Every single book I’ve written has begun with me saying something like, okay, this time I’m going to start with a proper outline. But I’ve never done it. Not even once. It just seems to be something I’m not capable of doing.
So, I end up beginning every book the same way. I come up with a scene I like and a few characters, and I let the characters lead me from there. There’s an old joke about screenwriters: they’re guys who sit in a corner, talk to themselves, and write down what they say. Yeah. Like that.
Can you give novice writers some tips (do’s/don’ts)?
Look, I don’t want to be glib here, but there’s only one piece of advice that has any value. Put your butt in a chair and write. When you get tired, read for a while, then go back and write some more.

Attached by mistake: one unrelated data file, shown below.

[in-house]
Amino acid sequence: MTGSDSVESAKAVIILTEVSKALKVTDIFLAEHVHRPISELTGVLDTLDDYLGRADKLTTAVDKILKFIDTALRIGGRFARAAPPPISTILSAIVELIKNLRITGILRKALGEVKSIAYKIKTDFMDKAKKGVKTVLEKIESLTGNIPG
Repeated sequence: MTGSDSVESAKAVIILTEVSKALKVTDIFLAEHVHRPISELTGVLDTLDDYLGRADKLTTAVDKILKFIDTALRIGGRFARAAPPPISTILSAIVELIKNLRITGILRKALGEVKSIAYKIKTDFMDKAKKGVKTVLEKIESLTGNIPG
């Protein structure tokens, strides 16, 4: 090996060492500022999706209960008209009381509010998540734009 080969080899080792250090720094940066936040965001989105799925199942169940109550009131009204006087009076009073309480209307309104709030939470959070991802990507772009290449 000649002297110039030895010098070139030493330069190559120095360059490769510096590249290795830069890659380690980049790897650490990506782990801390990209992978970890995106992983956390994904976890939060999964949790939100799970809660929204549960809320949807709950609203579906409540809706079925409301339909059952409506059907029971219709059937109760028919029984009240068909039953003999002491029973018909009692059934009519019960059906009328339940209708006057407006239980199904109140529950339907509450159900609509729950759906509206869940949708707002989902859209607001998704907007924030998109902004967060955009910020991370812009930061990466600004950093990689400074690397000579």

Stop reading advice-to-writers books, stop taking online courses, and for God’s sake stop prattling to other writers on social media about all the things you’re going to do.
Shut up, sit down, and write.
What are your future plans as an author?
I’ll just keep on doing what I’m doing, probably adding a book to my Jack Shepherd series next.
I like what I’m doing. I’m damn lucky to be doing it.
Last, but not least : Can you give my readers one teaser from your book, which is featured here on my blog, please?
It was in the early fall that the riots, or protests if you prefer, began in earnest. It was just a coincidence, but that is the time of Hong Kong’s annual Festival of the Hungry Ghosts which occurs every year during the seventh month of the Chinese calendar. It is a part of the year ripe with symbolism and rich with irony.